Think of that quarter-deck. At the forward end, looking across the waist to the forecastle, there was only an open rail. That is where your Horatio stood. Think of him there, dressed impeccably, full uniform, cocked hat, silk stockings, buckled shoes, Immaculate. Unoccupied, fully aware of his danger, carnage all around him. Like a rock, Charles, like a rock. That is the way, that is the way forward, Horatio is your lifeline, stay with him, he will get you out and about. Join the Nelson Club, there must be one - in London there is a club for everything under the sun. I'll get my secretary to find the address.

As a child Charles Cleasby became interested in Lord Nelson, encouraged by having a schoolteacher who was a Nelson buff, but his interest faded during his teens. When he had a nervous breakdown at university and refused to leave his room at all, his psychiatrist suggested that he take up his hobby again, as a way of rekindling his interest in life, but unfortunately his hobby developed into an all-consuming interest, and Charles started to see himself as Nelson's other half.

He never went back to university or got a job, and at the age of fifty he is a virtual recluse living in the house he inherited from his father, and his only social life is attending the twice weekly meetings of the Nelson Club in Bloomsbury. He keeps a large collection of Nelson memorabilia in his basement, where he also re-enacts all of Nelson's battles on their anniversaries, even if that means getting up before dawn to start the battle on schedule, moving his model ships across the glass table in the basement at the exact time they did so in the real battle.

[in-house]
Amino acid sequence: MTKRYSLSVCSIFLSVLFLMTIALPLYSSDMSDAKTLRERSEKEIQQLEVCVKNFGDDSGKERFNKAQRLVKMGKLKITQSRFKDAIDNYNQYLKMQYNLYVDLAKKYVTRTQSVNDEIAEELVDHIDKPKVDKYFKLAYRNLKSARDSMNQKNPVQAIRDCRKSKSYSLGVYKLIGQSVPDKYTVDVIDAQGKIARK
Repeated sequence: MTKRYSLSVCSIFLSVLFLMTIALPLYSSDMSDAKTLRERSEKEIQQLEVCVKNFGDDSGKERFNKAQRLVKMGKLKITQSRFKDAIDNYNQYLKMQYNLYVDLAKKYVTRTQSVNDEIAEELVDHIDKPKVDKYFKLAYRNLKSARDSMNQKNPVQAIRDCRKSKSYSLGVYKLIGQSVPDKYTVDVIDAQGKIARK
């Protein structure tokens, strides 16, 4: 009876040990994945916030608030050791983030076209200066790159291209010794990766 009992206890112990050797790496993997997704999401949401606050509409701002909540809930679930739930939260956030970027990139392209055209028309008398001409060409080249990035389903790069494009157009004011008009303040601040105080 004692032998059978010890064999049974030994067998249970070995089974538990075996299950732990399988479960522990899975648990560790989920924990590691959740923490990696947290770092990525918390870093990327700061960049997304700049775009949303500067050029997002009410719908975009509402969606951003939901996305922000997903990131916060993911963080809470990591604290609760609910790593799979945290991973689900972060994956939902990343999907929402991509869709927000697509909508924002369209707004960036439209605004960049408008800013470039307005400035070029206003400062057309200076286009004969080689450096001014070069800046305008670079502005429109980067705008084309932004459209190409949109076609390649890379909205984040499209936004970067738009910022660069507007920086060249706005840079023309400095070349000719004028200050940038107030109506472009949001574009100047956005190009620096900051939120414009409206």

When he employs a secretary to come in twice a week to help him with the biography of Nelson that he is writing, he is perturbed by her wilfulness in seeing Nelson as a vain man, interested in money and honours, who cares nothing for the lives of his men, rather than as the patriotic hero revered by Charles as a bright angel. What makes things worse is that he has just reached a very difficult point of the book, when he has to decide how to approach the events in Naples in June 1799 which may not show Nelson in a good light at all. I seem to remember reading something else in which the exact meaning of the word embark is vital.
kittiwake: (dreams)
This was Patricia Highsmith's last novel, and was published shortly after her death.

Jakob's bar and restaurant in the Aussersihl Area of Zurich is known as the 'small g' because that is how a bar with a largely but not exclusively gay clientele is marked in the listings magazine. Among the regulars is commercial artist Ricky, still mourning his lover's murder, and Luisa, a seamstress who visits the bar with her boss and landlady Renate. The bar is the site of much pining and unrequited love.

It's quite irritating that my own books are taking me a week or two to read at the moment, but I finished this library book in two days.


kittiwake: (Default)

June 2012